❏ Warm Hat
❏ 2x Buffs or face masks (These are for warmth and wind protection and are
required for Covid-19 face coverings)
❏ Long sleeve base layer top
❏ 1 to 2 fleece weight upper layers (I'm using a Patgonia R1 and Nano Air)
❏ Puffy - Mid Weight Down/synthetic, Patagonia Fitzroy or similar
❏ Waterproof Shell Jacket with Hood - Gore-Tex (or similar) - basic, lightweight shell, NOT
❏ Gloves-TWO pair
❏ one pair light/mid weight for warm temps
❏ one mid/heavy weight for cold
❏ Socks - TWO pair. Both mid-weight wool/synthetic
❏ Underwear - wool/synthetic
❏ Sports Bra - wool/synthetic
❏ Goggles (bring to gear check, we may choose to leave at the car depending on Weather
❏ Long johns (bring to gear check, we may choose to leave at the car depending on Weather
Camping & Backpacking Gear
❏ Sleeping Bag (20F) - down preferred due to weight and pack-ability.
❏ Sleeping Pad - Inflatables are comfortable, but make sure it is insulated for sleeping on
snow! Therm-a-rest NeoAir X-Therm or X-Lite are expensive, but excellent.
❏ Compression Stuff sack for sleeping bag
❏ Backpack - 50L (or the smallest bag that fits all of your gear and your share of the group
gear). Black Diamond Speed 50 or similar work well for this.
❏ Sun Screen (SPF 30 minimum)
❏ Lip Balm (with SPF)
Food and water
❏ Two freeze dried dinner meals (or meals that can be made with just hot water):
I recommend Backpacker's Pantry Pad Thai, and Mountain House Pasta Primavera, but
everyone has strong opinions on freeze dried meals. If you know you don’t like or do
well with Freeze Dried, please let me know and I will forward some
❏ Two Breakfasts:
Grits with cheese, oatmeal, cold cereal with powdered milk, bagel and cream cheese,
PB and J sandwich, mountain house freeze dried.
Bring whatever sounds appealing for a midnight breakfast.
❏ Instant Coffee (if you’re a coffee drinker, now is a bad time to kick the habit!)
❏ Decaffeinated tea for evening hot drink
❏ Cup of 1⁄2 liter Nalgene Bottle (for hot drinks). I prefer the 1⁄2 liter Nalgene so that I can
use it for water on the climb as well.
To keep things light and compact, I use the freeze dried dinner bag for my breakfast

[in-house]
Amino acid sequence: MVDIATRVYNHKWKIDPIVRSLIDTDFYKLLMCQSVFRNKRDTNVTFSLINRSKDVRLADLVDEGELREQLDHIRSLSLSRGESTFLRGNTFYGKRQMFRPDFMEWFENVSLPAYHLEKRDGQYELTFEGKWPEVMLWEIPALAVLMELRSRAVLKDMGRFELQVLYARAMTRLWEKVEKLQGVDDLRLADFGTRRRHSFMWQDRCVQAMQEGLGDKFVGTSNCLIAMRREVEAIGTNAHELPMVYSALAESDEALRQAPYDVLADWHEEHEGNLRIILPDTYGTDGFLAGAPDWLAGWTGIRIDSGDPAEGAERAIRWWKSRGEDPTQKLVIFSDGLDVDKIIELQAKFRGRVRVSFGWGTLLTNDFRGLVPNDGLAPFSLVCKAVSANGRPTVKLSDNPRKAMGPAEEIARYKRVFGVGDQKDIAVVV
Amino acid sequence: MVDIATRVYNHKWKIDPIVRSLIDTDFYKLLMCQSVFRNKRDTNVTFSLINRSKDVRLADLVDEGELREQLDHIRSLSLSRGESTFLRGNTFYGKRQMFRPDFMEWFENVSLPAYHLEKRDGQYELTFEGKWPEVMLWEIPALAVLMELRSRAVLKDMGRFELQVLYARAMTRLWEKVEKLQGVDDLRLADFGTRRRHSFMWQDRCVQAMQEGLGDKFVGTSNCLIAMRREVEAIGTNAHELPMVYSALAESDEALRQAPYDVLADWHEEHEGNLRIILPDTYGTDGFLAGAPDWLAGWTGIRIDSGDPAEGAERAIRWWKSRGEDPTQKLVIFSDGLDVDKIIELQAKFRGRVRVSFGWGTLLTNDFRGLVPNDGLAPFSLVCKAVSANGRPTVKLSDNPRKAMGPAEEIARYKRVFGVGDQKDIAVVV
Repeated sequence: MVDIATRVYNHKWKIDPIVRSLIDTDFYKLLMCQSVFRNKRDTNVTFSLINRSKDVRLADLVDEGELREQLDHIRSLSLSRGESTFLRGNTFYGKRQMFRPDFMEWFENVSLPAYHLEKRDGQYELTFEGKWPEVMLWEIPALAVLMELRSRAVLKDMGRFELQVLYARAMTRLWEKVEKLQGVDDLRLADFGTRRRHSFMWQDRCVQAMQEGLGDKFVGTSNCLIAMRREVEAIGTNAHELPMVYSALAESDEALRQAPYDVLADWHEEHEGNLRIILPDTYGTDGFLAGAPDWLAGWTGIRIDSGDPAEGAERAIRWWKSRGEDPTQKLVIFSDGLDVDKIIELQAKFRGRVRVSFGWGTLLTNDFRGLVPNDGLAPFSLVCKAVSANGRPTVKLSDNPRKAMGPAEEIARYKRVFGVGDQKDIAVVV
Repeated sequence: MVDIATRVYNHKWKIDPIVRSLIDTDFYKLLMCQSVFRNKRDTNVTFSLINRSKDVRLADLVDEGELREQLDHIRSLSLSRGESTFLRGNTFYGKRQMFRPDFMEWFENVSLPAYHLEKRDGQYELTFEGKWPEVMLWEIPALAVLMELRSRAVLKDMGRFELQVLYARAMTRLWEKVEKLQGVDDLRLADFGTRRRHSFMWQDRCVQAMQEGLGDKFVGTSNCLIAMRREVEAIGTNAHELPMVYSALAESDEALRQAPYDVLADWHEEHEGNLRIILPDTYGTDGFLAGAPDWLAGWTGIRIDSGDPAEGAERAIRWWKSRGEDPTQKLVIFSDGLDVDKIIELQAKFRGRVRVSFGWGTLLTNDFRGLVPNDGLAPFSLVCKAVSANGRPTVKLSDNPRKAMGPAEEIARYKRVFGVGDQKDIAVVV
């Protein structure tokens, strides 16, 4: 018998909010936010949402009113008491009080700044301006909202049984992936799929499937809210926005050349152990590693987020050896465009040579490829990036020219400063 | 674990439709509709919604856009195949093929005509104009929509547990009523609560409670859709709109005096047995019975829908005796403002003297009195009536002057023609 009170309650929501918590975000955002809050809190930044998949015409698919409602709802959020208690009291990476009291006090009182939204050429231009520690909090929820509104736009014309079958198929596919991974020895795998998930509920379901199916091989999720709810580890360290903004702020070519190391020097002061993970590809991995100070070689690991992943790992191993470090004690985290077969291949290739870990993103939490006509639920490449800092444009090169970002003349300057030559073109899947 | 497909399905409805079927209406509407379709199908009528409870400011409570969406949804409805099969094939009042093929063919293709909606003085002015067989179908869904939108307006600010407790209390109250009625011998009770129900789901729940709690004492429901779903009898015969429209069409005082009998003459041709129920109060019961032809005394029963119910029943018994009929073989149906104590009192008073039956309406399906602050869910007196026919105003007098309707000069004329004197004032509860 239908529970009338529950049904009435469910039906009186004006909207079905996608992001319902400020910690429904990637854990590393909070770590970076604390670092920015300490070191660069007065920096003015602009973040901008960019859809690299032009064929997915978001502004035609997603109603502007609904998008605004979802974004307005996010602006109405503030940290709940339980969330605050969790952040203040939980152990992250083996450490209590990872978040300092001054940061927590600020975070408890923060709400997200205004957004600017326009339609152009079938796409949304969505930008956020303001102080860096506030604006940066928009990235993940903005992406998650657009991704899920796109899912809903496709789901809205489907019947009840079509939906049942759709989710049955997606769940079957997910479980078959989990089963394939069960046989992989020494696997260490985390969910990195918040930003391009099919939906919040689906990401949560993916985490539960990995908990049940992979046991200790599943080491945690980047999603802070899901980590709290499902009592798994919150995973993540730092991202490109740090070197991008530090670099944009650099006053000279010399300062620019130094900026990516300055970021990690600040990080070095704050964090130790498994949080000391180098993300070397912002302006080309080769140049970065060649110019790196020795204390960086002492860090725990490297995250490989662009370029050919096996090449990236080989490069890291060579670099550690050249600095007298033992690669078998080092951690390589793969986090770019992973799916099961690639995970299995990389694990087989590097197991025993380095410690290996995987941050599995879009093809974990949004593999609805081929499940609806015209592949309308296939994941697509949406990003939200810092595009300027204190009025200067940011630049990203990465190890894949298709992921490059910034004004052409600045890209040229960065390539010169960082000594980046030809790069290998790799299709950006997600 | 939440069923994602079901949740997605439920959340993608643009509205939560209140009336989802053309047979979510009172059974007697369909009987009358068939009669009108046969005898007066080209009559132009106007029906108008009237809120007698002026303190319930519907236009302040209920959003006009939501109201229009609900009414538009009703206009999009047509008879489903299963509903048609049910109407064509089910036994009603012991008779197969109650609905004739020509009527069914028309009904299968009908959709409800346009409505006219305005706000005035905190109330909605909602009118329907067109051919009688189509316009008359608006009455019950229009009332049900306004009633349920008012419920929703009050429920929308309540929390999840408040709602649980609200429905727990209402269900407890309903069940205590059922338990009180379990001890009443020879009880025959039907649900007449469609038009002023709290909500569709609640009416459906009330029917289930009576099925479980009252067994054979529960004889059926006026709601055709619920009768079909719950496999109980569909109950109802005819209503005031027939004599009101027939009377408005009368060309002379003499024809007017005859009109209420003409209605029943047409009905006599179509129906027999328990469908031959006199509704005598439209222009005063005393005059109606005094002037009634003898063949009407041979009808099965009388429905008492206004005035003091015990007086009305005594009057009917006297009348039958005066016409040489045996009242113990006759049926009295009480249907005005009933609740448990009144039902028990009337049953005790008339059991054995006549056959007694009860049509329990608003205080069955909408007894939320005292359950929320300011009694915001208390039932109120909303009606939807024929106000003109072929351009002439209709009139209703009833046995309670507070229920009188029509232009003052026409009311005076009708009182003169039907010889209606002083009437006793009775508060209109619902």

bowl, but some people don’t like the remaining flavors. If that’s the case, bring a light
bowl (lightweight tupperware works great)
❏ Spoon - choose a long handled spoon if you’re eating freeze dried food out of the bag.
Normal spoons make it hard to reach the food and it gets messy.
❏ Snack Food - 3 days worth of snacks. I usually break this down as:
❏ Water - bring two liters capacity. I prefer using a 1⁄2 Liter Nalgene for hot drinks and a
soft/collapsible 2L Hyrdrapack Bottle) Please bring at least one hard sided water
❏ Hand Sanitizer (Bring extra due to increased use for Covid-19)
❏ Toilet Paper
❏ First Aid/blister Kit
❏ Chemical hand warmers
❏ Hydration System (Camelback, etc). Please bring an additional hard sided water bottle if
you choose to bring a hydration system.
Know Before You Go
North Cascades, WA
Technical Difficulty ♣♣♣♧♧
Generally routes in the North Cascades require proficiency in a variety of skills including crampon and ice axe techniques, basic rope skills, experience with belaying, rappelling and technical climbing on 4th and 5th class rock and alpine ice up to AI3.
Physical Difficulty ♣♣♣♧♧
Most routes in the North Cascades offer challenging approaches, often on steep, rugged terrain with a heavy backpack. You should be in excellent physical condition no matter which routes you choose for your private program!
You set the length of this trip!